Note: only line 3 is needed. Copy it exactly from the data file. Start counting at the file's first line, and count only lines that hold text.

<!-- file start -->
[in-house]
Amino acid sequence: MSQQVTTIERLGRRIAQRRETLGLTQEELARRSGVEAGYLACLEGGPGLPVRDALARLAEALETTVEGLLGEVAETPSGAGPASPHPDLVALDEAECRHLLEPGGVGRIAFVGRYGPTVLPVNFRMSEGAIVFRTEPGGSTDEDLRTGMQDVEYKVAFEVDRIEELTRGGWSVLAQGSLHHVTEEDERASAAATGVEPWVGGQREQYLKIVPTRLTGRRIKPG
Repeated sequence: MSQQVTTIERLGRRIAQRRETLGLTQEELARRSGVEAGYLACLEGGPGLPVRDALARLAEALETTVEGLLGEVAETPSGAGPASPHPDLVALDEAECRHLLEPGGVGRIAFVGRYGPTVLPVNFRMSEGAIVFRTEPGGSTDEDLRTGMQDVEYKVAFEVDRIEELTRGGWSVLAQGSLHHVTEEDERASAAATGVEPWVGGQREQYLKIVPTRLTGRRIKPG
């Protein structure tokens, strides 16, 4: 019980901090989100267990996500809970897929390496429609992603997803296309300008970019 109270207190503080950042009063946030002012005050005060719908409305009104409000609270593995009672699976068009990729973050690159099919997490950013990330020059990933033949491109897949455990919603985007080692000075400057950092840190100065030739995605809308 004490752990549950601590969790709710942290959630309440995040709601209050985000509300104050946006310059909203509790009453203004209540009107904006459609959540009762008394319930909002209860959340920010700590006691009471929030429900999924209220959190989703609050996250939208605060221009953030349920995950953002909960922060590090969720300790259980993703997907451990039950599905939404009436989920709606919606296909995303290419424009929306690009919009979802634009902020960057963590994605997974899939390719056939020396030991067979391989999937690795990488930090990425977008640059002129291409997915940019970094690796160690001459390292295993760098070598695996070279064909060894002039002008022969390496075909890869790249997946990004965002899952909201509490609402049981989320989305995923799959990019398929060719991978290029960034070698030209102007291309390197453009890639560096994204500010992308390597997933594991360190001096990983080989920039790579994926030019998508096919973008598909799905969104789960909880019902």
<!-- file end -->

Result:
Repeated sequence: MSQQVTTIERLGRRIAQRRETLGLTQEELARRSGVEAGYLACLEGGPGLPVRDALARLAEALETTVEGLLGEVAETPSGAGPASPHPDLVALDEAECRHLLEPGGVGRIAFVGRYGPTVLPVNFRMSEGAIVFRTEPGGSTDEDLRTGMQDVEYKVAFEVDRIEELTRGGWSVLAQGSLHHVTEEDERASAAATGVEPWVGGQREQYLKIVPTRLTGRRIKPG